Memory should not be mistaken for History (Pierre Nora)
Historical memory is how we remember the past and in what form. The terms ‘history’ and ‘memory’ have very different meanings.
History is a record of significant past events but is not a neutral record. This record will always be incomplete and problematic.
Memories are constantly being made and forgotten. They can be manipulated and changed. There are individual memories, which are your memories, and social memories. Social memory, where you share a common history with a specific group of people, is crucial in creating and maintaining a sense of individual and community identity.
We must be aware that disagreements about what events occurred in the past and how we should remember them are common. Powerful groups in society can dominate the stories that are heard.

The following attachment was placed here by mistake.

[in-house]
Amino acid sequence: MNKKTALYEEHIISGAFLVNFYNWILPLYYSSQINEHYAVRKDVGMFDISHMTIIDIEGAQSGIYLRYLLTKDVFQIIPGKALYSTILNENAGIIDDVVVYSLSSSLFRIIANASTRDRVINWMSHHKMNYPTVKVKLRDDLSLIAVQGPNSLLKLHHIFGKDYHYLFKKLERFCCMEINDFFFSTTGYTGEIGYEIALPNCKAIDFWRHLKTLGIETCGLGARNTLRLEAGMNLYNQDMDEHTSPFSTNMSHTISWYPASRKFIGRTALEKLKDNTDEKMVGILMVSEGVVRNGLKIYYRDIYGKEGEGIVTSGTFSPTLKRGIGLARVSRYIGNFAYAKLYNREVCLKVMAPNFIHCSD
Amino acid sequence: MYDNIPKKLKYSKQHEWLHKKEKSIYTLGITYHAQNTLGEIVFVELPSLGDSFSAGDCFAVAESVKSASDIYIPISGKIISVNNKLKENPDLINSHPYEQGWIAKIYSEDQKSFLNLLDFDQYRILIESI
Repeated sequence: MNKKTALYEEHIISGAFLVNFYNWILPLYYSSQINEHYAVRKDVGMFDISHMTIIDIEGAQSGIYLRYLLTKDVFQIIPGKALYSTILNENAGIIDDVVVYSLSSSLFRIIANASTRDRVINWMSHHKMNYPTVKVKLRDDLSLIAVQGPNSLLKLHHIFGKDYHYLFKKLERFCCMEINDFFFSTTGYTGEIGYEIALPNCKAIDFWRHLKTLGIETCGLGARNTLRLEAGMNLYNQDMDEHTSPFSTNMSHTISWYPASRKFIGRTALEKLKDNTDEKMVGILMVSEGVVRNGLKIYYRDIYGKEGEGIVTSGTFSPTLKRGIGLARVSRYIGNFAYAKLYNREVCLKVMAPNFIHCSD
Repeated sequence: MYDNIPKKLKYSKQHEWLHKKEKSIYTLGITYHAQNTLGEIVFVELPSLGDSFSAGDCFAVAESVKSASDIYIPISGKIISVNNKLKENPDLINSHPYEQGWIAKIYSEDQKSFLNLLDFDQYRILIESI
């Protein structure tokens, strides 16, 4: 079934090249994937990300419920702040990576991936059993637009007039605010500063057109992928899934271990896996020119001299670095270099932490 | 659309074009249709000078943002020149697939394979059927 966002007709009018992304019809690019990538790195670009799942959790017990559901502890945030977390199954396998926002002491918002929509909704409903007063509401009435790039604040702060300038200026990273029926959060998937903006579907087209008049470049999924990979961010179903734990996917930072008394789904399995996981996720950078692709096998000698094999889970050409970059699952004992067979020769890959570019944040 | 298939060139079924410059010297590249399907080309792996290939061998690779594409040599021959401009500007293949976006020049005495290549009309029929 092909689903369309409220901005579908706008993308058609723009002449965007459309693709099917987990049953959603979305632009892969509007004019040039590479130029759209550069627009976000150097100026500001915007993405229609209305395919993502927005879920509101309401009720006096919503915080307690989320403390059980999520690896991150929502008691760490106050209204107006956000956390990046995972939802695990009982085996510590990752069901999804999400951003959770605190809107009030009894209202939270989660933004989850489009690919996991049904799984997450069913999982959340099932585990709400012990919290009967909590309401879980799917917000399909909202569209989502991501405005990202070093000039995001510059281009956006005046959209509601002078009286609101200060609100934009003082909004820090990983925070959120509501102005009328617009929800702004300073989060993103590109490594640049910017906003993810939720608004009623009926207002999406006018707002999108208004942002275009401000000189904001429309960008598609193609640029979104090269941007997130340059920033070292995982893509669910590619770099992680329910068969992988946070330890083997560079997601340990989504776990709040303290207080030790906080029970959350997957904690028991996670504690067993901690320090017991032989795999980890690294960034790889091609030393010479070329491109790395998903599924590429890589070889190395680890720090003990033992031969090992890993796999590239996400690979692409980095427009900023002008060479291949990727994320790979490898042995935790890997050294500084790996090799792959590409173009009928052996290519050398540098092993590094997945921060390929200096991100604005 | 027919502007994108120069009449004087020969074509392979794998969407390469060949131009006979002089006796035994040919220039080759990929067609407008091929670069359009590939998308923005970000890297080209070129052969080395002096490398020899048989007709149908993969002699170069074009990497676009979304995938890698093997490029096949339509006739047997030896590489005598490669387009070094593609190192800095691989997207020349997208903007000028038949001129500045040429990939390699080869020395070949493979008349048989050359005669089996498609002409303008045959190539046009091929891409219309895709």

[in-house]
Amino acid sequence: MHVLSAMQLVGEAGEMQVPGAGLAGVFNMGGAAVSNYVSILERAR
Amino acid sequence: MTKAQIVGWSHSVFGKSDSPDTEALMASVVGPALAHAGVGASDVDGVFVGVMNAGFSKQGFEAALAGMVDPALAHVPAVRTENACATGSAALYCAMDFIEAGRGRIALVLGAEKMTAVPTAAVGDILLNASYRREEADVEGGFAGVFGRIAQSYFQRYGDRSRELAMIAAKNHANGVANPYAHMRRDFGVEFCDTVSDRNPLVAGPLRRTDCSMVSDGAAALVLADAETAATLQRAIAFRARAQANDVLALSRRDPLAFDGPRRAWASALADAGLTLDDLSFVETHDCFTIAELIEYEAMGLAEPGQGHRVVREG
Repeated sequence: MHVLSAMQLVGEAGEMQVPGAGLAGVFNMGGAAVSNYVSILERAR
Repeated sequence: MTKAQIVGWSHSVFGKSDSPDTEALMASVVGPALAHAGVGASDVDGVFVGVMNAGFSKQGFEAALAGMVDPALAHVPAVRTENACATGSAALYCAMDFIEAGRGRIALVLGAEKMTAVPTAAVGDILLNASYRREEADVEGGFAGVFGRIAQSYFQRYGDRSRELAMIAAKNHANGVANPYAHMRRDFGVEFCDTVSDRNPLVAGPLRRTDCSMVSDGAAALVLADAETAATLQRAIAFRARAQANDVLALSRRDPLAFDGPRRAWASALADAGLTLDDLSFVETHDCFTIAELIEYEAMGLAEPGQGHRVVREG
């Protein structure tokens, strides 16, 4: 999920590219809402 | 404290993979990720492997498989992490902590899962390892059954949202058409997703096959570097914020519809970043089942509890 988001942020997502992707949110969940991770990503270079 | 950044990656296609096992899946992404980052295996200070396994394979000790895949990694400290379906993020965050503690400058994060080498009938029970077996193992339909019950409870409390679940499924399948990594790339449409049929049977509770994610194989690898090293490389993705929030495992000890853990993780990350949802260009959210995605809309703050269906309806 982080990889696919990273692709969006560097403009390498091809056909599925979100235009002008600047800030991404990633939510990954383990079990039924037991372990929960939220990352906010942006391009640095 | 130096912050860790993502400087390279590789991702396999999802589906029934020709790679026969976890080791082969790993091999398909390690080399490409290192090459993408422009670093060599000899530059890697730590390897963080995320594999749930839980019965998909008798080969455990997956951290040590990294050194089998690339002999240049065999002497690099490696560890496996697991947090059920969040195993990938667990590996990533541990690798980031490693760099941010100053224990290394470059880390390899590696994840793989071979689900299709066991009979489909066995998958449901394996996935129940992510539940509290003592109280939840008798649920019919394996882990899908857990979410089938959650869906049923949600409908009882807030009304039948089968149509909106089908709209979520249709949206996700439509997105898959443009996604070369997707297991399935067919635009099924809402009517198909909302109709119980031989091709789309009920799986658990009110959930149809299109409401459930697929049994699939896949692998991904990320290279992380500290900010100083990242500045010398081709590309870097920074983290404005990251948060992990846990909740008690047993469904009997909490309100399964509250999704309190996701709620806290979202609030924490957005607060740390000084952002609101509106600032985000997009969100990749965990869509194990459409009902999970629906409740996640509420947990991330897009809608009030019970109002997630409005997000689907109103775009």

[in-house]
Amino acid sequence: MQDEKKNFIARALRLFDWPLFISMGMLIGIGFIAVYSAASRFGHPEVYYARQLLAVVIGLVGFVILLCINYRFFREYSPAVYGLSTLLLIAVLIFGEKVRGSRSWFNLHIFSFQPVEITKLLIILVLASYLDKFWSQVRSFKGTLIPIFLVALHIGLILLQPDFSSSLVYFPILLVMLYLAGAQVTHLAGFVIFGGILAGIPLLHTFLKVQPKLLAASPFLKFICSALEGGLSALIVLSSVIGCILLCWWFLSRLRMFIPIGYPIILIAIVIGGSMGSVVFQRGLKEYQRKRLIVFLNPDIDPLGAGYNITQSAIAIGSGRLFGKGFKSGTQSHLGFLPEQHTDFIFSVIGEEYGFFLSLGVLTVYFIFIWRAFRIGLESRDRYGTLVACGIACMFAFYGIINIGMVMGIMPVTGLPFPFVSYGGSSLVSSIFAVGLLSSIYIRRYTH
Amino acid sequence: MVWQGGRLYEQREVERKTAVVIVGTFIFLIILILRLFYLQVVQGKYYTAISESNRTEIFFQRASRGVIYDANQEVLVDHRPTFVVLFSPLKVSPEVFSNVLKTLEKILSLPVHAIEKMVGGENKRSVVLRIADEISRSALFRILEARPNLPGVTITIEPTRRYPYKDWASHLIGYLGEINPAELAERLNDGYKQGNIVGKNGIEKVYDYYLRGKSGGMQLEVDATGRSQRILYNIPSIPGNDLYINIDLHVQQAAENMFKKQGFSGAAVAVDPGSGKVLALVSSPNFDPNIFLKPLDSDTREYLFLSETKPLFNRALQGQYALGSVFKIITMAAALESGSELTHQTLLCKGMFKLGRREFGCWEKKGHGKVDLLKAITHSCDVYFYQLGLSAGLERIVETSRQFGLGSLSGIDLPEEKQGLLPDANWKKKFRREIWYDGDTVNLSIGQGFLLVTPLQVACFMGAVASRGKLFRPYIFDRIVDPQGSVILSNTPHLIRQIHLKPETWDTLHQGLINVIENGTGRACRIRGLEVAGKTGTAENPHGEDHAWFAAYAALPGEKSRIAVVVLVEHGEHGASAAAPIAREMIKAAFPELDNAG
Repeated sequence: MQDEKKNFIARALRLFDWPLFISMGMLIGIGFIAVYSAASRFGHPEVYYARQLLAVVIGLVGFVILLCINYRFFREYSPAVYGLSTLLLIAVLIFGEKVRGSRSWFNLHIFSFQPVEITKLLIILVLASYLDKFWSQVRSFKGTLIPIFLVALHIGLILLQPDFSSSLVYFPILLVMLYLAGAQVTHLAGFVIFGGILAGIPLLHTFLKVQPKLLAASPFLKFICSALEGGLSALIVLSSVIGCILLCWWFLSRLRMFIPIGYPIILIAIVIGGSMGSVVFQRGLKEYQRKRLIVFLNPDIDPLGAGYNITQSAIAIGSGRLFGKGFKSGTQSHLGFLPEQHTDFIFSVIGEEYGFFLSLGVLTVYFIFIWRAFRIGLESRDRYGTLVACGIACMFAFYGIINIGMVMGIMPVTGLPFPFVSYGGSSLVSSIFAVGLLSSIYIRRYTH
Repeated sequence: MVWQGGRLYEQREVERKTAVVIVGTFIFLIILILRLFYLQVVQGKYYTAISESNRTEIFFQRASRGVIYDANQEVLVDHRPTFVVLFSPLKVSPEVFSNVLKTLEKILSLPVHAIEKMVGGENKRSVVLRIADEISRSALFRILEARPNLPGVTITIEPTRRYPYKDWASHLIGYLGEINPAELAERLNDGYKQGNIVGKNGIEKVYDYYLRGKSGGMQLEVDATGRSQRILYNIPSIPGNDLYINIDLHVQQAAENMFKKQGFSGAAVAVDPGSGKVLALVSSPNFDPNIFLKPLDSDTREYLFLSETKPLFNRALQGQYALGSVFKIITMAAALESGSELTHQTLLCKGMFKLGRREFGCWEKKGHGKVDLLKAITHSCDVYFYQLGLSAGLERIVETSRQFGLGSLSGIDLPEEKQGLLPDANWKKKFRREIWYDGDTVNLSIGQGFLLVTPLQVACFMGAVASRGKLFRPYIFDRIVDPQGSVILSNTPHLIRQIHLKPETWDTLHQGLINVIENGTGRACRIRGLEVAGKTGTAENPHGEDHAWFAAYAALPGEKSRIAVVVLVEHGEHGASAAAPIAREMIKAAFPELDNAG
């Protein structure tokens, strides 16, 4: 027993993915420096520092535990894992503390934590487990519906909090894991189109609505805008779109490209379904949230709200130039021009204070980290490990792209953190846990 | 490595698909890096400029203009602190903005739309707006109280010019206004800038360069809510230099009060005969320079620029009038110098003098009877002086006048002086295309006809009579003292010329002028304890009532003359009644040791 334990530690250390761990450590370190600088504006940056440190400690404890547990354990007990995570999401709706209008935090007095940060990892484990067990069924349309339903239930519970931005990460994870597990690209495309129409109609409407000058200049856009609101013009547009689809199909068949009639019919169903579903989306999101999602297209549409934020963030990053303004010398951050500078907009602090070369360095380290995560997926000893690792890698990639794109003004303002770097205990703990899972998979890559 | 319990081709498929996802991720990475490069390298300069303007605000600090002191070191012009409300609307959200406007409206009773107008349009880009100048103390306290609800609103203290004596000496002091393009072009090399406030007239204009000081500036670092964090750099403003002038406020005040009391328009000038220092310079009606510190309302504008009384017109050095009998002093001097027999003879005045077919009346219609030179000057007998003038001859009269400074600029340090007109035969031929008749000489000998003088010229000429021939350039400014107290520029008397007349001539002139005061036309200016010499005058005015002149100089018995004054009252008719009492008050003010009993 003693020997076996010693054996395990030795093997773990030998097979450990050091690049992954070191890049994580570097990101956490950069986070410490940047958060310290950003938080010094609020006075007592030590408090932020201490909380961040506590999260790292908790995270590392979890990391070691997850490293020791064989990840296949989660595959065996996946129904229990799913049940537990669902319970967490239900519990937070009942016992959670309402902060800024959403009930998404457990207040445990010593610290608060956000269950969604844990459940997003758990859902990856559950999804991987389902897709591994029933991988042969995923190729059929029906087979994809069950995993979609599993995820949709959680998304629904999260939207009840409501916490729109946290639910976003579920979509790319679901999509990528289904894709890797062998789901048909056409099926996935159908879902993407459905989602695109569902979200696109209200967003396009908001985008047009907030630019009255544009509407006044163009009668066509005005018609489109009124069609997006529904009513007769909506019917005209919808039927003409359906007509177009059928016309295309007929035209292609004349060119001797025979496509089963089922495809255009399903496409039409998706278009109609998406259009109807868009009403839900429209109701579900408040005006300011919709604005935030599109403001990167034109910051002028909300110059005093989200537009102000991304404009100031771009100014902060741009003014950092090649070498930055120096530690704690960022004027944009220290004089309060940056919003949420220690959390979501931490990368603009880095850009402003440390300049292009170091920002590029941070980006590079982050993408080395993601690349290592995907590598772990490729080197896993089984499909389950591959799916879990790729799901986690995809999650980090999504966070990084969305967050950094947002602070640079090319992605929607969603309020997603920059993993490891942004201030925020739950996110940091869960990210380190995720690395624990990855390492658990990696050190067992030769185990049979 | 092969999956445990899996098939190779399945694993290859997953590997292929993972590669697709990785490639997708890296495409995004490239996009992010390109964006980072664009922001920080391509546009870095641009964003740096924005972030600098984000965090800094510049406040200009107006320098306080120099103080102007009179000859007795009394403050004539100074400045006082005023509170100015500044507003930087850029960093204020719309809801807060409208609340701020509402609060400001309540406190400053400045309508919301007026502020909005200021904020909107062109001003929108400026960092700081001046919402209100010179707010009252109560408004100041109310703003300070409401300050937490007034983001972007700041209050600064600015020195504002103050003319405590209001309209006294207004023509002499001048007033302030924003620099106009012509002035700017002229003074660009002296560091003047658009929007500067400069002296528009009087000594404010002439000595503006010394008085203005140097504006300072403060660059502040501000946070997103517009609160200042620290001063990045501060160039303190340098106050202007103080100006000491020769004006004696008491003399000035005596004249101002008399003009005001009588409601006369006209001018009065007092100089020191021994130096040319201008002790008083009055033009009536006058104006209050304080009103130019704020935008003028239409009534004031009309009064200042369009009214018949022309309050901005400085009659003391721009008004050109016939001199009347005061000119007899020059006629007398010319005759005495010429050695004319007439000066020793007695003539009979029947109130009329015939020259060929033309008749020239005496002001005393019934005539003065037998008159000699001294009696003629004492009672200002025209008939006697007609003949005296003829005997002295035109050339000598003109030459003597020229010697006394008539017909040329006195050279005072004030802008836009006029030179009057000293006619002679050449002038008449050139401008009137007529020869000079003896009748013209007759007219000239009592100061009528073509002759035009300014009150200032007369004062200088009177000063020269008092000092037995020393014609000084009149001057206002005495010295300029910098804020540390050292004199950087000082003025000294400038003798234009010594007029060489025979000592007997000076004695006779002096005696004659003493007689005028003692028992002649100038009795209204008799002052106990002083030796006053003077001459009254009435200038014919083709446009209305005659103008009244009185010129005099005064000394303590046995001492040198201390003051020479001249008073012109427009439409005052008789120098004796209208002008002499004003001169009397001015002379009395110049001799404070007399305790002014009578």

The field of historical memory is often linked to commemoration, by way of events, places, texts, artefacts and symbols that remain significant to the group. The past decades have seen great changes across the world, such as mass migrations and globalisation, which lead people to question their identity. Who are we? Where am I from? How should I act in the present and future?
If you want to learn more about the concepts of memory and identity, please click here to check the theoretical framework of the project.